But... he absolutely loves his food. He goes crazy for his medicine and when I put baytril in bread he races out of his hutch and halfway across the garden to get to it faster. And then begs for more. He loves his Smoo (Samus) and the way she cleans his eyes for him and sits on his right side (the side with the bad sight). He loves to laze around in his hutch or in his plant pot in the sun. He loves to sneak into the house and hide under my bed. He loves to chase or be chased by Smoo up and down the stairs. He loves life.

And then I think of healthy rabbits and the sad fact that most of them spend their life trapped in tiny hutches with their teeth and nails overgrowing who die of diseases that their owners don't notice or don't care about. And I think to myself, Grimlock has a damn good quality of life!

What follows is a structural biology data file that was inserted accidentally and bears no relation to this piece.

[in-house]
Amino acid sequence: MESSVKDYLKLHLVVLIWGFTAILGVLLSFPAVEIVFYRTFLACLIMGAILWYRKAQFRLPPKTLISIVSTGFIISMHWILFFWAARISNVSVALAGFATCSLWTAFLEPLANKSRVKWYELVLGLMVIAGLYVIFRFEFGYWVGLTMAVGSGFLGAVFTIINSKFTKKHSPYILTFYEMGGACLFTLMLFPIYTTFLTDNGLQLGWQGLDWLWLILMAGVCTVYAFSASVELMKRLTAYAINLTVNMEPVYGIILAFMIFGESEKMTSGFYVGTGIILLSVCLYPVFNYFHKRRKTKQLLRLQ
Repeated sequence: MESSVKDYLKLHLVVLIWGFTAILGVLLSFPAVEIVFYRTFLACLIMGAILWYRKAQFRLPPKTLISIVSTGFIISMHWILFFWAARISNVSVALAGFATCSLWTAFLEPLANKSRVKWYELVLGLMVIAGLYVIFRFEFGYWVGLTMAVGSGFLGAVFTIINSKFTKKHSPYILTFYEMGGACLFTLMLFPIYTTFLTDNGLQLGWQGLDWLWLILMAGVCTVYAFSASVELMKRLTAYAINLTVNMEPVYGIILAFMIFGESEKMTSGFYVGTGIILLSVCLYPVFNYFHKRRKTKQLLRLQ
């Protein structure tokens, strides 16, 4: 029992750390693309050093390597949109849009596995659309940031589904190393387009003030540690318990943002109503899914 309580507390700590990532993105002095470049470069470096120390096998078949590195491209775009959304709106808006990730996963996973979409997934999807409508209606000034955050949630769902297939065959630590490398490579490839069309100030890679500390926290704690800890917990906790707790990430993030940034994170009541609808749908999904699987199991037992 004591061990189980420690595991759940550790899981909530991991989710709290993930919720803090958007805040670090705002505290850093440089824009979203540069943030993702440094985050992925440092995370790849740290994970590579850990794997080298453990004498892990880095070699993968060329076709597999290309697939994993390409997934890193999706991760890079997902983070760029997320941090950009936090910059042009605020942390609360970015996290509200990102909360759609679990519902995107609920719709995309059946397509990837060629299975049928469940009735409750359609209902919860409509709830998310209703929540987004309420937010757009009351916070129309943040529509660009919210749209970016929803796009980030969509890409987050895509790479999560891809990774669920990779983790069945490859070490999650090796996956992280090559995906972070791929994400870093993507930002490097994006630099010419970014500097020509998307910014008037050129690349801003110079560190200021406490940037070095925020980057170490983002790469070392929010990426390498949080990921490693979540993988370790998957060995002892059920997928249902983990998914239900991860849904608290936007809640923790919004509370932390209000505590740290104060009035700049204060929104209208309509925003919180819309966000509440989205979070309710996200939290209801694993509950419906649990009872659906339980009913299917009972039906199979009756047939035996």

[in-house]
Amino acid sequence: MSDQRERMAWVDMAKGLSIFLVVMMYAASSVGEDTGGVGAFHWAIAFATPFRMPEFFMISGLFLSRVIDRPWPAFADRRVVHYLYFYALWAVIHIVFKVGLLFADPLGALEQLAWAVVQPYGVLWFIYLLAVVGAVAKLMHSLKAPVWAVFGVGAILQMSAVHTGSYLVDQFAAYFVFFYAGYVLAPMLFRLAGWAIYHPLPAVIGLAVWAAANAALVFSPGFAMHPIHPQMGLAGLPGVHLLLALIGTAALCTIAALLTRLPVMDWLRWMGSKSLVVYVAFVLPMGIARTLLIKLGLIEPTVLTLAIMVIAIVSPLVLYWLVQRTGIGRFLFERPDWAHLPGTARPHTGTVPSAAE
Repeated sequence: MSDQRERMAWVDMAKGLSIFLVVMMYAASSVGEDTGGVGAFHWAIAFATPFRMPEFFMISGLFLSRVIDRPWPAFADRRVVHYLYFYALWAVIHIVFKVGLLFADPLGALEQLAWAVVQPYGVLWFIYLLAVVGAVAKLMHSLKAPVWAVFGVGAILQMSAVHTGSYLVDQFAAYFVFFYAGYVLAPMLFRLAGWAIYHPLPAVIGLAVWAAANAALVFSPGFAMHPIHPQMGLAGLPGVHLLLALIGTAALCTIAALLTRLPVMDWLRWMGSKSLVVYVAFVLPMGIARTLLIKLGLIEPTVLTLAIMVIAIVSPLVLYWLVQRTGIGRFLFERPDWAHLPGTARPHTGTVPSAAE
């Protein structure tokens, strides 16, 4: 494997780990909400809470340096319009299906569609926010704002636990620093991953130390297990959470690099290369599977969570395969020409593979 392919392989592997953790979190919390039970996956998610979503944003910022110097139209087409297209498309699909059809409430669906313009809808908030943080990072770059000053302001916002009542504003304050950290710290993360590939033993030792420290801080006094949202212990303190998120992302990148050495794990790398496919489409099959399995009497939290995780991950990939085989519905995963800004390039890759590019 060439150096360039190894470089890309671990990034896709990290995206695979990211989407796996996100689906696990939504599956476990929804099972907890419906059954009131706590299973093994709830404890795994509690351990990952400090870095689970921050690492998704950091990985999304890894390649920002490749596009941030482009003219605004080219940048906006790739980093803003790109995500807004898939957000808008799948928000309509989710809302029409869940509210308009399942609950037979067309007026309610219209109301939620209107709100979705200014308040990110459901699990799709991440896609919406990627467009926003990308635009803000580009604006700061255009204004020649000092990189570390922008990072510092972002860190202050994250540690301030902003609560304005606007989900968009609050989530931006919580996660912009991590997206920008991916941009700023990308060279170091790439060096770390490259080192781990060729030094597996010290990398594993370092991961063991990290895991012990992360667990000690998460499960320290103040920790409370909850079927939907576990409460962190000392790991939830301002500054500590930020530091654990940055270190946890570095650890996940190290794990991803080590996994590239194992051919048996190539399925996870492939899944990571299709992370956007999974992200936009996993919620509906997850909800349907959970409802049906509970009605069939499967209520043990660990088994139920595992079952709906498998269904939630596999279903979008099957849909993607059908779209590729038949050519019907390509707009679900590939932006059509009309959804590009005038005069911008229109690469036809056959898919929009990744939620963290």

He may be falling apart and be held together by metaphorical duct tape. We may call him a zombie bunny after he stopped breathing for five minutes under general anaesthetic. But he's a happy bunny, no matter what's wrong with him. So next time a vet asks you about your pet's 'quality of life' you can turn around and say that it's good thank you very much.

Now don't get me wrong, when it's time to let them go it's time. I had to have my Lopsie put to sleep and it was the hardest and most horrible thing I've had to do. But I know it was right. He couldn't walk, he wouldn't eat, or swallow recovery food. I still miss him. I'm just angry at vets who rush to suggest it when there's no need. So what's your rabbit's quality of life?

donnamt
24-06-2010, 05:25 PM
they aint stuck out in a tiny little hutch with no run and no love and no joy.

id say my pair have an excellent quality of life...

Pearl was poorly but i doubt she would of clung to life the way she did if the quality wasnt good enough, she was an incredibly happy and loving bunny and in return for her being so wonderful she was given the best life i could provide :D